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We Frothed Milk Using 5 Different Gadgets — And the Winner Works Ridiculously Well

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If I’m ordering an iced coffee, I’m getting cold foam on it. That thick layer of pillowy dairy just makes the entire drink. All you latte-lovers and cappuccino-drinkers out there get it. The love for the foam is fierce.

But, too often, we treat foam like a special treat we can only get from coffee shops — like baristas are the only ones who can froth milk. Well, guess what? They aren’t! You can easily make foam yourself at home. There are tons of gadgets and tricks out there that can help. Not all are as effective, though. So, I set out to find the best gadget for frothing milk. Read up and then froth away to your heart’s content.

How I Tested the Milk Frothers

I gathered five different frothers (and tools that are often used as frothers) and got to work. With each tool, I frothed 1/2 cup of cold (straight-from-the-fridge) oat milk and 1/2 cup of hot whole milk. I scooped out the foam, recording how much each gadget produced.

The ratings: Each method received an overall rating, with 1 being my least favorite and 5 being the best. Like the rest of our showdowns, this one considered the final results, ease, and price. Keep reading — along with the rating, you’ll find more detailed notes.

Milk-Frothing Method: Mason Jar

For both the cold oat milk and hot whole milk, I poured the milks into the Mason jar, added the lid, and vigorously shook the jar for about 30 seconds. This technique worked better for cold milk (but still didn’t produce much foam) and very badly for hot milk. When I began shaking the hot milk, the milk spewed under and out of the top of the lid, sending a smattering of milk everywhere. (Perhaps it was just my jar’s lid, but still … not really a risk you want to take!) It was also uncomfortable to hold onto the hot jar.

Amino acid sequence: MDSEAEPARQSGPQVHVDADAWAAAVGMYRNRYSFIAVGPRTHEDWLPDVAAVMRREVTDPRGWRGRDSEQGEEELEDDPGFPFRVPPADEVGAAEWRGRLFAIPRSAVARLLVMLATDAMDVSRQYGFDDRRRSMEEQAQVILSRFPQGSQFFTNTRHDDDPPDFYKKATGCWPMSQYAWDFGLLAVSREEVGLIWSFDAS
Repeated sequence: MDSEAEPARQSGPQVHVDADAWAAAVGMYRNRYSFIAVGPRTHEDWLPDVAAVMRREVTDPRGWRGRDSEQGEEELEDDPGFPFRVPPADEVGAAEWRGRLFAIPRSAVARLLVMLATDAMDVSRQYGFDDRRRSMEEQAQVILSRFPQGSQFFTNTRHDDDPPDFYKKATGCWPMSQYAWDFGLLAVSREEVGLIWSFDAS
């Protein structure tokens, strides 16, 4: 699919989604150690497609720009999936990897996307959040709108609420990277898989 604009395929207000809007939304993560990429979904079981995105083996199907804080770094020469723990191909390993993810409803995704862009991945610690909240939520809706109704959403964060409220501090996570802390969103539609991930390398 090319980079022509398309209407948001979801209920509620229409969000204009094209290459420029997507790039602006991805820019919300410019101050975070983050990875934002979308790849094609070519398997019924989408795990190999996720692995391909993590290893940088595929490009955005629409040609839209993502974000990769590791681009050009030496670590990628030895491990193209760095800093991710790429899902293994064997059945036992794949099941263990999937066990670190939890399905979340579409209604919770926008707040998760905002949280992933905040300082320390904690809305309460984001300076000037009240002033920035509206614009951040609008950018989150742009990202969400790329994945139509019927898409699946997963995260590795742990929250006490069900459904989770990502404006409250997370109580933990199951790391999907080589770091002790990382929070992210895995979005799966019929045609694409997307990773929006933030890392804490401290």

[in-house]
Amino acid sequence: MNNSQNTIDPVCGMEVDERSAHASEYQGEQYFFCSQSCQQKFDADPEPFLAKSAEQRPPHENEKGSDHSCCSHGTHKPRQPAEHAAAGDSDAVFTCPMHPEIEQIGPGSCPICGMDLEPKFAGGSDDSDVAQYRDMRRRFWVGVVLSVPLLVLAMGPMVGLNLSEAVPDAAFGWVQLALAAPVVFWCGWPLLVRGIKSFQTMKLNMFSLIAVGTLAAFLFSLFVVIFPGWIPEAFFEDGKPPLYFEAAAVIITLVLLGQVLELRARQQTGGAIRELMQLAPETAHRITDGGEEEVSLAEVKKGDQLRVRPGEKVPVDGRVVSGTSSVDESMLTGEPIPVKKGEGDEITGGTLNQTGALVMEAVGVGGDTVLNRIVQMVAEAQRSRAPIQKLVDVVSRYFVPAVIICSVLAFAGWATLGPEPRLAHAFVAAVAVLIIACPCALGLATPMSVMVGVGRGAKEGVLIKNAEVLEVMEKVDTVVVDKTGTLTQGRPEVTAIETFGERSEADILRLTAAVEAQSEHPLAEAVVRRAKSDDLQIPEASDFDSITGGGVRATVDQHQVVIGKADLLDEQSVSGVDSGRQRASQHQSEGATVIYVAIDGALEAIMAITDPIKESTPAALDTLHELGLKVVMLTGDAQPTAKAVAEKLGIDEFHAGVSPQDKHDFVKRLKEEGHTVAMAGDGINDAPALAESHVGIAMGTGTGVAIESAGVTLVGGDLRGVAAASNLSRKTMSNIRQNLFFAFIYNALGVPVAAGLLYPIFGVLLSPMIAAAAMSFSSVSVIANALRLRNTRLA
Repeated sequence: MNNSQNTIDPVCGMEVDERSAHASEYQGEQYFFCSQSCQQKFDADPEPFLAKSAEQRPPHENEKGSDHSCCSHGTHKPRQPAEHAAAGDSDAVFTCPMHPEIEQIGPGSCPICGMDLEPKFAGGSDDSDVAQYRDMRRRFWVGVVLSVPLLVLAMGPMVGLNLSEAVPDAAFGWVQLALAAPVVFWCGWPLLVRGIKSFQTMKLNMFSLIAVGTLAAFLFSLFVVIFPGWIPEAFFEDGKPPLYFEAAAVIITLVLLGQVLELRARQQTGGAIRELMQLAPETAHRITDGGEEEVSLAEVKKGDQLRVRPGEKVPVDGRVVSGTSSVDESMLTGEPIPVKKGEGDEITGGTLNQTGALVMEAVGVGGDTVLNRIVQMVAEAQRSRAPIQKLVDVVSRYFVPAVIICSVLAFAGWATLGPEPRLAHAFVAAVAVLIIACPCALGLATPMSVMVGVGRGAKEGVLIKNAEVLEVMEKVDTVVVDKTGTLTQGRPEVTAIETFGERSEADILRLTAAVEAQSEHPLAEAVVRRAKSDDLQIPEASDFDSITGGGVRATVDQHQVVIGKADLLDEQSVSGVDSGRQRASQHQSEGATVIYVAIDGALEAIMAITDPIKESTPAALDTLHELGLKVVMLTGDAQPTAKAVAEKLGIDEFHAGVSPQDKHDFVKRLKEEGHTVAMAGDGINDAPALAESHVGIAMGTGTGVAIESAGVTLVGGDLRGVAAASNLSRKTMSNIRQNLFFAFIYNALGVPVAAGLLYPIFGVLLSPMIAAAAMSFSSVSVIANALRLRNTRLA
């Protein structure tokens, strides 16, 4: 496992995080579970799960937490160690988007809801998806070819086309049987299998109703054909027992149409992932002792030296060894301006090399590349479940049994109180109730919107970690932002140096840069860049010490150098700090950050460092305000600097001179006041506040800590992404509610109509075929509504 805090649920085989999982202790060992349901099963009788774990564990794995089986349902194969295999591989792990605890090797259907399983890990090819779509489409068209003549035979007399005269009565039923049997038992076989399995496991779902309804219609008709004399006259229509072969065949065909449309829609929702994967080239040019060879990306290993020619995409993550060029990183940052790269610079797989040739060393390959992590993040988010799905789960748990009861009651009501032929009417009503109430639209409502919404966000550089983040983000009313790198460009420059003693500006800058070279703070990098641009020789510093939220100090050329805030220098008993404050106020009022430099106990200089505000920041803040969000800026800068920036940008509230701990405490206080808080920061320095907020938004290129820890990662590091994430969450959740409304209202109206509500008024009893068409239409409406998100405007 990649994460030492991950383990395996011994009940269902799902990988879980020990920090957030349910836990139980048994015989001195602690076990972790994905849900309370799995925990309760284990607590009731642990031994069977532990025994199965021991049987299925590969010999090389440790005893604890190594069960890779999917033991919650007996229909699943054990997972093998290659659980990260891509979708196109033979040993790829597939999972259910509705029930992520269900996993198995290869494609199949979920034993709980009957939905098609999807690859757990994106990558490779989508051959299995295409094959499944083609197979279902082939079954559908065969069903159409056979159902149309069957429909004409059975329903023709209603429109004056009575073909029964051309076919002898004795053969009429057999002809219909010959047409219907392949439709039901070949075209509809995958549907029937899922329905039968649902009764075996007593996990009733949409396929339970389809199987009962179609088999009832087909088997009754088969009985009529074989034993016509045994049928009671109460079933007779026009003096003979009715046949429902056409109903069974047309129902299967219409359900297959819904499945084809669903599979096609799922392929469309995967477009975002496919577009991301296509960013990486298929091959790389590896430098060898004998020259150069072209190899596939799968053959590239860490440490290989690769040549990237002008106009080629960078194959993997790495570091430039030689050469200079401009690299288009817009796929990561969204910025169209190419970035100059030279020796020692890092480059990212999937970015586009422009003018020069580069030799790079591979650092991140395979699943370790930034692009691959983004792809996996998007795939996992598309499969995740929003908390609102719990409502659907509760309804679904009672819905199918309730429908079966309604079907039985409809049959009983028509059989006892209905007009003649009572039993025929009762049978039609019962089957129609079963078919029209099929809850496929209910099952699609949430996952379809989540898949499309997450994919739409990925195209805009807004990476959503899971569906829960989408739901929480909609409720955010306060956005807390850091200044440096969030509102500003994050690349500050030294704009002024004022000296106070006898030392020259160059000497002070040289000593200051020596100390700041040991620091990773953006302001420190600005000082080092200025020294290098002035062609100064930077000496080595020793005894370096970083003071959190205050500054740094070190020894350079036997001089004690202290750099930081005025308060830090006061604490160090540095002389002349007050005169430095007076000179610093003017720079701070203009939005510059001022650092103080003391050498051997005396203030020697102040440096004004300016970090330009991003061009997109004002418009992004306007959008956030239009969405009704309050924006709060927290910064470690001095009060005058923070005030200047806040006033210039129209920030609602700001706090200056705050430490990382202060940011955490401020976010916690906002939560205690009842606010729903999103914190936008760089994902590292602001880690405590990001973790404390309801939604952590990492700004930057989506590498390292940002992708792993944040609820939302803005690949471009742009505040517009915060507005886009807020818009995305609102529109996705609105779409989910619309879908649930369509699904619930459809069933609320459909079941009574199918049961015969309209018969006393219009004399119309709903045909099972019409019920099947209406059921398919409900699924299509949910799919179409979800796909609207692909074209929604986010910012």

Method: Immersion Blender

This method didn’t make a ton of foam, and the foam it did produce was really light and hardly felt like frothed milk. Bringing out a larger immersion blender certainly feels like a lot of work for frothing milk — especially if you plan on doing so on a semi-regular basis. And, if you are, one of the gadgets below are probably a better fit. While I love an immersion blender for soups and sauces, I say skip it in this instance.

To use a French press-style milk frother, you add the milk, put the lid on, then pump the plunger up and down repeatedly to aerate and froth. It worked alright for cold oat milk and much better for hot whole milk. However, you do have to pour the hot milk into the French press and then froth, which is an extra step.

Method: Countertop Frother

If you’re serious about frothing milk, then an electric machine is a worthwhile investment. (I love this model from Breville, as well as this awesome, retro-looking one from Smeg.) With just the press of a button, you can make cold or hot foam. I love that it’s quiet, hands-off, and contained (no milk spatters to worry about!). If you want to invest in your at-home coffee setup, a countertop electric frother is a great addition. You can also use this type of machine to make hot chocolate.

If you want a milk frother that really froths and is inexpensive, this is the gadget for you. With just the press of a button, this handheld frother does all the work for you and produced the most foam out of all the gadgets I tried. Because you can easily move the stick up and down, you really can froth every last bit of milk. It does sputter a little when you initially start frothing, sending a few drops of milk upwards (much like when you add ingredients to your stand mixer while it’s running). But, otherwise, it works perfectly. And because it’s small, it’s a cinch to store, easily fitting in a drawer.

Do you have a favorite milk frothing gadget? Tell us about it in the comments!

Riddley Gemperlein-Schirm

Lifestyle Editor, Tools

Riddley Gemperlein-Schirm is the Tools Editor at The Kitchn. A professional kitchen equipment tester, she’s worked for America’s Test Kitchen, EatingWell, and Food52. Her goal: to find the best gear for your kitchen so you don’t waste time or money on anything else. She lives in Boston, MA with her two dogs.

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